Researchers at the Max Planck Institute for Biochemistry in Martinsried/Germany found that the cage structure of the chaperonin GroEL is essential for cellular protein folding (Nature Structural Biology, Vol. 5, Number 11, November 1998). Enclosure of an unfolded protein in the cage provided by the oligomeric GroEL protein efficiently prevents protein aggregation during folding. This is particularly critical for aggregation sensitive proteins (the bad guys) that expose significant hydrophobic surfaces to the solvent. In contrast to earlier proposals, repeated unfolding of partially folded polypeptides is not an essential part of this mechanism.
In the November issue of Nature Structural Biology (page 977-985), the authors Frank Weber, Manjit Hayer-Hartl and Franz-Ulrich Hartl report a study showing that "The oligomeric structure of GroEL-GroES is required for biologically significant chaperonin function in protein folding". This study includes in vivo complementation studies performed by the co-authors France Keppel and Costa Georgopoulos from the University of Geneva, Centre Medical Universitaire (Switzerland).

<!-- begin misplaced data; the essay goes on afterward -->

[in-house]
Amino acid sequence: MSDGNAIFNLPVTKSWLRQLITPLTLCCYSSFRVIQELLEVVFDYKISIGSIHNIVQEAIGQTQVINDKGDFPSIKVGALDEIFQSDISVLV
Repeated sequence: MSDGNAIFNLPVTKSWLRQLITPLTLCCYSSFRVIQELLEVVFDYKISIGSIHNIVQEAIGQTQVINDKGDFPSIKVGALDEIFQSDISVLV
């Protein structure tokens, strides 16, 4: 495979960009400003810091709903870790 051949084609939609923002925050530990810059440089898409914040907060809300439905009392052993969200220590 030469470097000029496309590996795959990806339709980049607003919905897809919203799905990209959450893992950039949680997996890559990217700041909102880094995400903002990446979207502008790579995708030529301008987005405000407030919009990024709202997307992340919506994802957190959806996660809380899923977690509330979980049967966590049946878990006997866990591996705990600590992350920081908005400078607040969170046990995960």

Chaperonins have been found in all cells investigated to date including
organelles like mitochondria and chloroplasts. The Escherichia coli chaperonin
GroEL is encoded by an essential gene and consists of 14 identical subunits.
These subunits are arranged in two heptameric rings which are stacked
back-to-back. Each ring encloses a central cavity in which substrate polypeptide
is bound by interaction with the apical domains of the GroEL monomers, which
form the opening of the cylinder. After substrate is bound inside the cavity,
GroES, a dome-shaped heptameric complex, closes the opening of the ring and
causes the release of unfolded substrate polypeptide into the central cavity. In
this enclosed environment, the substrate can fold to its native state. It is
subsequently released into the cytosol upon ATP-dependent dissociation of GroES
Contact: Franz-Ulrich Hartl